The unconventional Stephen Daldry on his new show Wall

April 22, 2009 § Leave a comment

From , April 22, 2009
  • Stephen Daldry’s directing life, in films and theatre, is as  unconventional as his personal life


What did the playwright David Hare mean? “You’re interviewing Stephen? Good luck,” he said to me, amused. “He’s the most complicated person …” And he trailed off in laughter.

The next night I found Hare and Stephen Daldry, conspiratorially à deux, in the downstairs bar of the Royal Court Theatre with just an hour to go before the press sloped in to the opening of Hare’s latest monologue, Wall, directed by Daldry. A bit late in the day to give notes, I thought, but Daldry said it was Hare, wanting to change his approach again.

Wall will be performed with a companion monologue by Hare, Berlin (written when both men were making The Reader, the film that won Kate Winslet as Oscar as as a Nazi guard). The two, you understand, are close friends as well as collaborators. Hare teases Daldry – “Stephen Daldry is directing, which means we’re all going to be here for the next few years” – while Daldry says: “We’ve been through so many battles and wars and fun together, we have an incredible shorthand. He knows my work processes and I know his. And I love him, and that helps.”

Daldry has emerged as one of our foremost film directors, in addition to continued dabblings in theatre. But why is he “complicated”? (Others use this term of Daldry too.) Well, let’s start with the children. He told me that he had two daughters, Annabel, aged 6 and Louise May, aged 4. I was puzzled; I’d read of only one. So whence came the sudden second child?

“She’s not our biological daughter,” Daldry says. “It’s a friend’s daughter, who lives with us. We bring them up as sisters. It’s a communal living situation anyway.”

Some of the Billy Elliot children, I hear, live in his house too. “Lots of people live in the house. People come and go all the time. I’m not there a lot. Jamie [Bell] doesn’t live there any more, he’s based in Los Angeles now …” at which point Bell arrives, in trilby hat and with girlfriend, to join the first-night claque of Stephen’s friends.

With Billy Elliot the Musical and The Reader Daldry is ubiquitous; his production of An Inspector Calls is now touring the land, 20 years on, with its astonishing set designed by his former partner Ian MacNeil. This is another complication. I have to ask, are you still gay? “I’m gay. I mean, I’m married and I have a wife and kids, but if anyone asks me, I say I’m gay. It’s easier to say it and people prefer it.”

But he wanted children, and married Lucy, an American and one of his oldest friends, in 2001. They have a flat in Manhattan’s fashionable meat-packing district, where the kids go to a good public-sector school. When in Britain, they live in a great rambling house (with rooms beyond count) near Hatfield in Hertfordshire. An urbanite, Daldry never imagined a happy life in the country.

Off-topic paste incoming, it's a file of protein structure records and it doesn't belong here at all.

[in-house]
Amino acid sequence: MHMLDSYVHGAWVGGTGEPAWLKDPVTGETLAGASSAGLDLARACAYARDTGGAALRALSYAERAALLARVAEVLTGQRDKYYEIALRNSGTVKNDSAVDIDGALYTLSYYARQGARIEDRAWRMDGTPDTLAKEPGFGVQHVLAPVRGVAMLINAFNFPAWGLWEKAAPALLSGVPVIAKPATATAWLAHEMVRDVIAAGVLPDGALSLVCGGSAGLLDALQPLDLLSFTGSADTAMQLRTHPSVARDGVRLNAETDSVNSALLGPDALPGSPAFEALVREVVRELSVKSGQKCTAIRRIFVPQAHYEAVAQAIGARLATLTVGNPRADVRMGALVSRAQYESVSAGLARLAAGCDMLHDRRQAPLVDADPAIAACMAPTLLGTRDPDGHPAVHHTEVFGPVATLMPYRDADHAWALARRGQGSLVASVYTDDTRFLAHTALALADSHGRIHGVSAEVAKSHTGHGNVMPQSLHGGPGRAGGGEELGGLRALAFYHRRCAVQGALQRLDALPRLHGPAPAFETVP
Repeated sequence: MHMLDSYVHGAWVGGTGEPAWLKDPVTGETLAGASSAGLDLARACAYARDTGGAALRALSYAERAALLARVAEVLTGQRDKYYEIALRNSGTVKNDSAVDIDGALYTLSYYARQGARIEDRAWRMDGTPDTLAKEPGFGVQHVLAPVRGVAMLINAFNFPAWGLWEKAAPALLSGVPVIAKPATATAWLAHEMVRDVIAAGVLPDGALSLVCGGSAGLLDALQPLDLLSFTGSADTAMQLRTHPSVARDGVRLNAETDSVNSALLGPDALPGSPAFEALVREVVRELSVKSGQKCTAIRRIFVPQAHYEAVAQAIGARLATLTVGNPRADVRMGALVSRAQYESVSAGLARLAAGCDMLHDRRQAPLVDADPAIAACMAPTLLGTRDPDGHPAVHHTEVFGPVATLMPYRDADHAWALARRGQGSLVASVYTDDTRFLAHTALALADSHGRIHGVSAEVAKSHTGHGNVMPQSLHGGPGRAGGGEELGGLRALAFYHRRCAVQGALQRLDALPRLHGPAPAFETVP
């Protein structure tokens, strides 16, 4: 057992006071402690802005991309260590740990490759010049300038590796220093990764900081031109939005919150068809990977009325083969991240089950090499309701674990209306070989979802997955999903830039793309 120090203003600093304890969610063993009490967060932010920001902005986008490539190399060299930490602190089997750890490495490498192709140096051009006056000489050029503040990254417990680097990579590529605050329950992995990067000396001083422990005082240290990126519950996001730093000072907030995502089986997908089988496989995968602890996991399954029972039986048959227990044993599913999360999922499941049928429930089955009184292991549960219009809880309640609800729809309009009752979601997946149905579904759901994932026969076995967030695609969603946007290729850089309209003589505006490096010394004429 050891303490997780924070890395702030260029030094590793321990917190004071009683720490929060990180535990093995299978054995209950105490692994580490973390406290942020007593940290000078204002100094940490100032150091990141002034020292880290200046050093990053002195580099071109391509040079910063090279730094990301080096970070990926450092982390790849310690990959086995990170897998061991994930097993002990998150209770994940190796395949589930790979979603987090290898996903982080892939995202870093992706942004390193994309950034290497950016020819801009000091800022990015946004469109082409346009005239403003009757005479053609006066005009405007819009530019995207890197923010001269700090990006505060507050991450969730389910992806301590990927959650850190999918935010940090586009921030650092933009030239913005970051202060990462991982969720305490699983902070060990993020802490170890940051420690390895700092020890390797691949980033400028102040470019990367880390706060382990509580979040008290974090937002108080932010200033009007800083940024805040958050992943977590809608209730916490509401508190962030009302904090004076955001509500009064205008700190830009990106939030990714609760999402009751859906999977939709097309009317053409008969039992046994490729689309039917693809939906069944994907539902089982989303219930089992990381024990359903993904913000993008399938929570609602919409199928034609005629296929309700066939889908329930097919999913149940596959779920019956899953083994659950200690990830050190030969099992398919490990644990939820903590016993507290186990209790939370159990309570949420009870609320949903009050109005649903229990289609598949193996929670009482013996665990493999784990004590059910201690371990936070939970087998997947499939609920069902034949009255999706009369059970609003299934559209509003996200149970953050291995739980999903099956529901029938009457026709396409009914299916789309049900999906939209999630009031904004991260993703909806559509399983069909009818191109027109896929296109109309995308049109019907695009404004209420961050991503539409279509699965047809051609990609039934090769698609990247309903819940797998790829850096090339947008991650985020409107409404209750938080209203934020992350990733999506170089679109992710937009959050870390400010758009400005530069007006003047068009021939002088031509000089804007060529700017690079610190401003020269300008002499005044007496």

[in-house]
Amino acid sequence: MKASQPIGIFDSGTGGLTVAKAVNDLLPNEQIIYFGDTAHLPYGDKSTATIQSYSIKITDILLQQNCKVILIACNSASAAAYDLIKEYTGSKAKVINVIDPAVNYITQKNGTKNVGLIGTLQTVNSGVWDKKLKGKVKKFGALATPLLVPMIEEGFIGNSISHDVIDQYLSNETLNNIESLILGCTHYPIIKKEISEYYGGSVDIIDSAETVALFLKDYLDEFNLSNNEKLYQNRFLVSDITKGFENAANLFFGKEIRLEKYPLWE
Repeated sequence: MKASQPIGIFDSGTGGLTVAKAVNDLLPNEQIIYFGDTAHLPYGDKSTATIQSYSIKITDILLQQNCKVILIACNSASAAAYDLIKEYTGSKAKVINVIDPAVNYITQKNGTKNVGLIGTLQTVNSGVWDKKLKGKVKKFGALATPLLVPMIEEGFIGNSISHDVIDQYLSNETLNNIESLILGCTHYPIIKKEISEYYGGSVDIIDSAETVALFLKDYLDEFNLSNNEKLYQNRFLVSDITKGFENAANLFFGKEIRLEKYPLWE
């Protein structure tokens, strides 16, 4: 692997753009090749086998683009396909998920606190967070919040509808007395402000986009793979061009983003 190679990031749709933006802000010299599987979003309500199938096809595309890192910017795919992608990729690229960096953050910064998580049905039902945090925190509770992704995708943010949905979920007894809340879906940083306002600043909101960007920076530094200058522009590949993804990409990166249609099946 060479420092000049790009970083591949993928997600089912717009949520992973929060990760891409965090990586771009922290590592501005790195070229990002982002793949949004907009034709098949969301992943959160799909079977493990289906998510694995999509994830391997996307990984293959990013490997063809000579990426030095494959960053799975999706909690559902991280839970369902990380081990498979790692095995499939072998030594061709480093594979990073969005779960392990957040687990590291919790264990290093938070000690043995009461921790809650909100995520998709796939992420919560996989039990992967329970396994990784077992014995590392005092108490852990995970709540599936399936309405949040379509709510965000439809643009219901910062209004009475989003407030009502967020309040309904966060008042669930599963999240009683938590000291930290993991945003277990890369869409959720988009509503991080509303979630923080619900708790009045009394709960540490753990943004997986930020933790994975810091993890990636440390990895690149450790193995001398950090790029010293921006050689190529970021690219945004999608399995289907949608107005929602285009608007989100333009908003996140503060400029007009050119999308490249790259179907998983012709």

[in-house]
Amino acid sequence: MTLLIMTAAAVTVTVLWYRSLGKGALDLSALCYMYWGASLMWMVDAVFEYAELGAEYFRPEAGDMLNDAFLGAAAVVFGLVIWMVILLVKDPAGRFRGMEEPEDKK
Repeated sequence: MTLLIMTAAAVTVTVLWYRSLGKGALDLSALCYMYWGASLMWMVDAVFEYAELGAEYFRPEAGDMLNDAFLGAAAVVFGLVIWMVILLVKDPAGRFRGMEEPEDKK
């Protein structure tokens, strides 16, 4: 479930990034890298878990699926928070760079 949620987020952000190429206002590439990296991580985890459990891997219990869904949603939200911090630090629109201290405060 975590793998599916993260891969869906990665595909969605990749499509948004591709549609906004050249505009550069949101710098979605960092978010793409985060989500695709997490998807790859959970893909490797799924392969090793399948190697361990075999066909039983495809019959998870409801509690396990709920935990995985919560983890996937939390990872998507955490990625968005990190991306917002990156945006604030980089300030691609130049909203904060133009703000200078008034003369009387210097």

“At the cast and crew screening of Billy Elliot, a friend, Merelina Kendall [who played the secretary of the Royal Ballet School in the film] told me she would have to sell her lovely house with a wonderful garden, where I’d been going for years, because her mother had died and they needed the money to divide up. We did the deal in the bar.” Money will always follow an idea, he believes. He “went away and made The Hours” and bought the house.

Hare’s two monologues Berlin and Wall – one wall taken down, the other a separation fence being constructed around the Palestinian Authority land, four times as long and in parts twice as high as the Berlin Wall – form a unit. They will be performed in tandem, next month in Snape Maltings, then New York. I can’t quite see how much actual directing Daldry needs to inflict on Hare (himself a noted director) in a reading of fewer than 5,000 words which takes 45 minutes. Hare stands alone, centre stage. He waves an arm, discarding pages of script on to the floor, pauses, glances right, inflects, jerks head back. The amused little grimaces of irony, the mannerisms of presentation, seem to me to be Hare’s own. Directing him, Daldry explains, is just “a conversation with David about how he wants to play it, and how the audience is reading him”.

It was Daldry who allowed Hare to take this bold mid-life trajectory into performing. In 1998 he was running the Royal Court and sent Hare off to the Middle East to write a play about the British mandate. Hare returned saying he didn’t want to write a play, but a monologue – Via Dolorosa. Daldry says: “I love the idea of a writer who speaks directly to the audience. I’d like to see more playwrights do it.” In the ten years since Via Dolorosa, Hare’s view of the Israelis and Palestinians has changed: Wall has a bleaker and angrier ending.